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BBC director-general Tim Davie has attributed the success of the corporation’s coverage of the Queen’s death and its aftermath as the result of “flawless rehearsal”.

Speaking at the RTS London Convention, Davie revealed he chaired two daily meetings during the mourning period as he rallied staff to get three things right: announcing the Queen’s death; the ‘clutch control’ mourning period, which included clearing planned schedules, cancelling some shows, including satirical output, and postponing the likes of Strictly Come Dancing; and the coverage of the formal ceremonies.

He said cancelling Last Night of the Proms was a tough decision that was influenced by a lack of available outside broadcast trucks, and a reflection of the cancellation of Premier League football matches on the same weekend.

Davie admitted one editorial decision he regretted: “One thing I learnt during the clutch control: never take off Gardener’s World,” he said.

Elsewhere, Davie talked about the BBC’s talent drain, in the wake of Radio 4 presenters and podcasters Jane Garvey and Fi Glover joining Times Radio.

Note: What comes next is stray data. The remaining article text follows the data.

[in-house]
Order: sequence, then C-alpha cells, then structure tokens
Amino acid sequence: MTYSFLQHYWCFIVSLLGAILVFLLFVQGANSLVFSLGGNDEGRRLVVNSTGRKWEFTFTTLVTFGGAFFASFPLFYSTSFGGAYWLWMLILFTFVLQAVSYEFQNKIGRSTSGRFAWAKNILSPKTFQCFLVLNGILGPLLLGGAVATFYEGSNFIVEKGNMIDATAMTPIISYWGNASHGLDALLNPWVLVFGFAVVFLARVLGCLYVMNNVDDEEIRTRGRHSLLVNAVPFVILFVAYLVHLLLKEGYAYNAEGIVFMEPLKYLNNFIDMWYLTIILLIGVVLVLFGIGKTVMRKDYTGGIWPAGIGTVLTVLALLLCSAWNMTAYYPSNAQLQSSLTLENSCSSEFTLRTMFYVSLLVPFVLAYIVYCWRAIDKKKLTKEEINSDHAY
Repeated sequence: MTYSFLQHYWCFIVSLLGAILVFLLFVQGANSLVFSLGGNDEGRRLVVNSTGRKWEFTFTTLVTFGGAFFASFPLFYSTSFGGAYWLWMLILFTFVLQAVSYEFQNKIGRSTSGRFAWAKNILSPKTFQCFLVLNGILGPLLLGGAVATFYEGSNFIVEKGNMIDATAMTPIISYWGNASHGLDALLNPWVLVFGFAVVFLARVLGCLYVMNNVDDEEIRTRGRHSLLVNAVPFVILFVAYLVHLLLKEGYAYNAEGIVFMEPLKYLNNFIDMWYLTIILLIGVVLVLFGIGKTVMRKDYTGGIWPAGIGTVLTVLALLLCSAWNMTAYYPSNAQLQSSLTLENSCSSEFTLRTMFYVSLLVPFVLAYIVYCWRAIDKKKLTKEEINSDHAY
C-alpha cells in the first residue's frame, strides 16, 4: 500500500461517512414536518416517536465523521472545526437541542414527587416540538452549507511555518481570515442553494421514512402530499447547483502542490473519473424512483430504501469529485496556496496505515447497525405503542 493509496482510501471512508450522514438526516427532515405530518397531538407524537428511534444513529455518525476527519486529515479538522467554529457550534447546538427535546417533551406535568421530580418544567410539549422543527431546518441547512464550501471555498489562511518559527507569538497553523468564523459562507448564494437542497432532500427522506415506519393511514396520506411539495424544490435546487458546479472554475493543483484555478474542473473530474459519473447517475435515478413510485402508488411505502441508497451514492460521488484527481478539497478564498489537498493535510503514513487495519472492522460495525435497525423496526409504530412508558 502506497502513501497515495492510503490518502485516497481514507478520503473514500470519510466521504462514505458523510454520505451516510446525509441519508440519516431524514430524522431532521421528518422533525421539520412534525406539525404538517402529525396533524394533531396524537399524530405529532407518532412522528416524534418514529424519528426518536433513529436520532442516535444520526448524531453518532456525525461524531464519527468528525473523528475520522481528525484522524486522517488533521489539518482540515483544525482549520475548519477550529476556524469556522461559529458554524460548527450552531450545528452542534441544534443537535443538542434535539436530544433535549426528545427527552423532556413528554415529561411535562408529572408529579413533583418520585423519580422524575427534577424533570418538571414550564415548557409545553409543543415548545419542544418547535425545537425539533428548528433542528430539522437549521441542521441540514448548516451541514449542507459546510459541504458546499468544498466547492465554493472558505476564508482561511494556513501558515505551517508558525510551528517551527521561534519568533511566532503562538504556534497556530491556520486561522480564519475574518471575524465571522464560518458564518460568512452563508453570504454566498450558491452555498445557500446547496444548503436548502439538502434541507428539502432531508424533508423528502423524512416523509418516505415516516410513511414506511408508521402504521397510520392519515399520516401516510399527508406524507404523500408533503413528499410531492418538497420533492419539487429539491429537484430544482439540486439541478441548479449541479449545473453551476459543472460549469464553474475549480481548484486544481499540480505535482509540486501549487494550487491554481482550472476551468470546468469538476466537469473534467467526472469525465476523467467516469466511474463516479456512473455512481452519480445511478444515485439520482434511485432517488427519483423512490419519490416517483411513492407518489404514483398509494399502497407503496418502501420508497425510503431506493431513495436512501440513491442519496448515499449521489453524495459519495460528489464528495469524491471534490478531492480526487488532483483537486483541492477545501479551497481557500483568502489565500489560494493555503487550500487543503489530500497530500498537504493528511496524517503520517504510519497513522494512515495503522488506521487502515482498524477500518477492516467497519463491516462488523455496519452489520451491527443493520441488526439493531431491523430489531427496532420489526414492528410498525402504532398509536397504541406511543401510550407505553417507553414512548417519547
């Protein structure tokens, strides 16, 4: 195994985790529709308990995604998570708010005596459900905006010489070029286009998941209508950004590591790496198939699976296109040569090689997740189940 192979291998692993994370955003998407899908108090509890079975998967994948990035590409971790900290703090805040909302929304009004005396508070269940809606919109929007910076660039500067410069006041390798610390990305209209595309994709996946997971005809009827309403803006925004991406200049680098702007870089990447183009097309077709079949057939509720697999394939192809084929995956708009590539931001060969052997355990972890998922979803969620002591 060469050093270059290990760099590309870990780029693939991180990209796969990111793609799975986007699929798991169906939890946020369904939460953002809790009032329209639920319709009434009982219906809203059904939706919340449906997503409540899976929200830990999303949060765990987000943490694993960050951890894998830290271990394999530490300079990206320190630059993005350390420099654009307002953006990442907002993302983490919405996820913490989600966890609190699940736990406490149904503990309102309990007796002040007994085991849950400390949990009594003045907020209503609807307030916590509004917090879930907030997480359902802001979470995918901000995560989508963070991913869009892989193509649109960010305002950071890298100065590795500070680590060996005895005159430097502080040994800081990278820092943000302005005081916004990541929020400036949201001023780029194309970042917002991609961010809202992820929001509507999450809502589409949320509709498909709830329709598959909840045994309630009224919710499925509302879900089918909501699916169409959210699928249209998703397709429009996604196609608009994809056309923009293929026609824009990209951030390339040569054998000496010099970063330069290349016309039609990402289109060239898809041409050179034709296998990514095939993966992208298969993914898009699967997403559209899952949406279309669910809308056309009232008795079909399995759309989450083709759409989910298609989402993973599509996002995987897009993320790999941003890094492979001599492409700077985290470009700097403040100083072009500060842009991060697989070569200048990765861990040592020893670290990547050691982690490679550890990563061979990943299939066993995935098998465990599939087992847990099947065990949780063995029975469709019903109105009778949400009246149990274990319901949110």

Stressing that only around 3% of presenters have exited in recent times, Davie said: “It’s a hyper competitive market and there will always be people who move out of the BBC.”

He added: “The [personnel] losses I regret more are the production teams or the young reporters who want to move up but feel that they have to do that elsewhere. That is where I’m most focused.”

Davie reiterated his belief that the licence fee remains the best funding option for the BBC.

“You will never be in a position where commercial revenues offset that massive amount from the licence fee,” he said. “It allows you to spend against your objectives and mission. I am not interested in the BBC growing at the expense of the market.”

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